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United States Department of Agriculture

Agricultural Research Service

Title: Evaluation of in-Field Optical Sensor for Nitrogen Assessment of Barley in Two Irrigation Systems

Authors
item Kim, Yunseop
item Evans, Robert
item Waddell, Jed

Submitted to: Proceedings of the American Society of Agricultural and Biological Engineers International (ASABE)
Publication Type: Proceedings
Publication Acceptance Date: August 8, 2005
Publication Date: September 25, 2005
Citation: Kim, Y., Evans, R.G., Waddell, J.T. 2005. Evaluation of in-field optical sensor for nitrogen assessment of barley in two irrigation systems. In: 2005 Pacific Northwest Section Meeting, September 22-24, 2005, Lethbridge, Alberta, Canada. Paper Number PNW05-1004. St. Joseph, Mich.: ASAE.

Interpretive Summary: Nitrogen (N) is an essential nutrient for plant growth and one of the leading sources of concern for leaching into groundwater. Development of an N management system potentially allows producers to reach their production goals, while minimizing the effects on the environment. This research evaluates the performance of an optical sensor for real-time assessment of N status of barley crops. The ground-based sensor generates light at two specific wavelengths and measures the light reflected off the plant canopies. Two sensors were mounted on a custom-designed platform: one nadir and the other oblique. The platform is a four-wheeled hand cart with high clearance and equipped with a computer and GPS. The data were registered with GPS coordinates and processed for geospatial mapping. The performance of the sensor was validated under various ambient illumination conditions. Data were collected representing the changes in crop reflectance over several stages of the growing season. The performance of the non-contact sensor in detecting N stress was evaluated on the experimental plots of malt-barley in two different irrigation systems: one sprinkler and the other flood irrigation. Both plots were prepared with five different N treatments. The sensor responses were collected and compared with reference measurements from a SPAD chlorophyll meter and amount of N applied. High correlations were obtained between reflectance responses and reference data on both plots. Small values of standard variations indicated stable performance of in-field sensing system throughout the season. Further analysis to observe the yield effect due to various N applications showed no significant increase over 112 kg/ha.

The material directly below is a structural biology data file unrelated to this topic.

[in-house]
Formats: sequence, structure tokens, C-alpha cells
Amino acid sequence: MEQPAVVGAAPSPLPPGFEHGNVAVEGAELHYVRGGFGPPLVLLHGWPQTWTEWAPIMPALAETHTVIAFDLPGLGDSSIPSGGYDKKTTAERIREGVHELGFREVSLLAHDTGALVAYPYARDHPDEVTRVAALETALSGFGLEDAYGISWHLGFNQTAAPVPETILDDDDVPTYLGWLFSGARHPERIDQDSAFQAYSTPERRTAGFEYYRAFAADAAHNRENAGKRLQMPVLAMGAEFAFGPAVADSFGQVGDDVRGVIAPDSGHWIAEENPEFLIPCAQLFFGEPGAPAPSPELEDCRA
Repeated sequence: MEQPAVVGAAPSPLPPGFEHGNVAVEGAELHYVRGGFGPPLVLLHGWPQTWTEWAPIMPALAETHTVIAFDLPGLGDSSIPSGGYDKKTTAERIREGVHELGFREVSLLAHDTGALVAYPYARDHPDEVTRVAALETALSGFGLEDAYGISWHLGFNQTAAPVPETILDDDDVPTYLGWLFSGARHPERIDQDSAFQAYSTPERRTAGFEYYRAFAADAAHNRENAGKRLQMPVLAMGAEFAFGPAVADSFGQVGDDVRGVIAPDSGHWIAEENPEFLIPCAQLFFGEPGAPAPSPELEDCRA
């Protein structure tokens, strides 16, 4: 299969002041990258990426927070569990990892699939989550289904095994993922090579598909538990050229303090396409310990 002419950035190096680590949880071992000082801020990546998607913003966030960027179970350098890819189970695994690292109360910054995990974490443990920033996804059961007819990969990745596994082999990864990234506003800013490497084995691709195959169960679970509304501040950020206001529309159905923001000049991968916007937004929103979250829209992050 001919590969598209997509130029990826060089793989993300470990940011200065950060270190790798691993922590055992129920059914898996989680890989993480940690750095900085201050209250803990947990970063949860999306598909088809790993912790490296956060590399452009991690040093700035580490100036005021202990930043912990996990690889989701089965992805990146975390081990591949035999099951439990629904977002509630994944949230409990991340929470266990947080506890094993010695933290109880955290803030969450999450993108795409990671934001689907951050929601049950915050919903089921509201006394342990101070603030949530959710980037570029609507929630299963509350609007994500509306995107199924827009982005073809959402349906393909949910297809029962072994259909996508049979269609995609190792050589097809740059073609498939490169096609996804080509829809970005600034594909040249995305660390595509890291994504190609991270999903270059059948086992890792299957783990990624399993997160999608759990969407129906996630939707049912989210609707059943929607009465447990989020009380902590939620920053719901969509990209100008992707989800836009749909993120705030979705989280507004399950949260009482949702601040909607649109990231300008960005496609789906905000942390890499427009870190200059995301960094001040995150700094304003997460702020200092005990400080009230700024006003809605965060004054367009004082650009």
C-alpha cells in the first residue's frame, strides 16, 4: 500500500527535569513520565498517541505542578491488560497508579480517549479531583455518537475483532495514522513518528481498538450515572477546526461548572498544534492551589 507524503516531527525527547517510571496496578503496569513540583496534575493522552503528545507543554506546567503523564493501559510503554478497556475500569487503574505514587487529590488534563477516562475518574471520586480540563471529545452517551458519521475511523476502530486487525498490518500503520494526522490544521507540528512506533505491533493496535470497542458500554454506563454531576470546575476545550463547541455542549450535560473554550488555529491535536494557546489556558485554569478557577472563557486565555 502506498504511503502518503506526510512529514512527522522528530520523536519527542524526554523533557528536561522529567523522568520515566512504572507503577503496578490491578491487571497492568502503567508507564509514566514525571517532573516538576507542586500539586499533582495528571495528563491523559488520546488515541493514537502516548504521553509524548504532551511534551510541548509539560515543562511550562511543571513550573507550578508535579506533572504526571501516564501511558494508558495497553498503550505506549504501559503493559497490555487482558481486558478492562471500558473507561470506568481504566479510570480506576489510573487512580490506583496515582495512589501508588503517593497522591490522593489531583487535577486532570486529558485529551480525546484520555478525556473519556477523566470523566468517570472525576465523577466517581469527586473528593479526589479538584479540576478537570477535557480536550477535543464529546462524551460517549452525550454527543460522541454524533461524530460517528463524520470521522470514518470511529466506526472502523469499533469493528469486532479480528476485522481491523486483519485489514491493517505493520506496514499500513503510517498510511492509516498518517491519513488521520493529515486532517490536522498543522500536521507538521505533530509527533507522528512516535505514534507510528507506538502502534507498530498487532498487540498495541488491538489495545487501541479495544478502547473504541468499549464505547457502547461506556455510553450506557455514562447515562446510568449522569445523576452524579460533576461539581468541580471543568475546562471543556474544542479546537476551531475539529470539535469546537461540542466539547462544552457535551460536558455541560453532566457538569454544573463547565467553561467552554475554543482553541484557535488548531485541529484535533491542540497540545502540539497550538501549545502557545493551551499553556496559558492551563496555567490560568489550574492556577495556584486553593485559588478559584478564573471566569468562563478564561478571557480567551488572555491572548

Technical Abstract: Development of N management system potentially allows producers to reach their production goals with minimum environmental impact. This research evaluates the performance of an optical sensor for real-time assessment of N status of barley crops. The ground-based sensor generates light at two specific wavelengths and measures the light reflected off the plant canopies. Two sensors were mounted on a custom-designed platform with high clearance and equipped with a computer and GPS: one nadir and the other oblique. The data were registered with GPS coordinates and processed for geospatial mapping. The performance of the sensor was validated under various ambient illumination conditions. Standard deviation was less than 0.051 in sensor’s NDVI responses for sunlight illumination effect over 26 hours. Small variations were found under the illumination changes between sunny and cloudy. Data were collected representing the changes in crop reflectance over several stages of the growing season. The performance of the non-contact sensor in detecting N stress was evaluated on the experimental plots of malt-barley in two different irrigation systems: one sprinkler and the other flood irrigation. Both plots were prepared with five different N treatments and four replications. The sensor responses were collected and compared with reference measurements from a SPAD chlorophyll meter and amount of N applied. Correlation coefficients of r = 0.75 and 0.84 were obtained between reflectance responses and reference data on flood and sprinkle plots, respectively. Further analysis to observe the yield effect due to various N applications showed no significant increase over 112 kg/ha.

Last Modified: 12/19/2014
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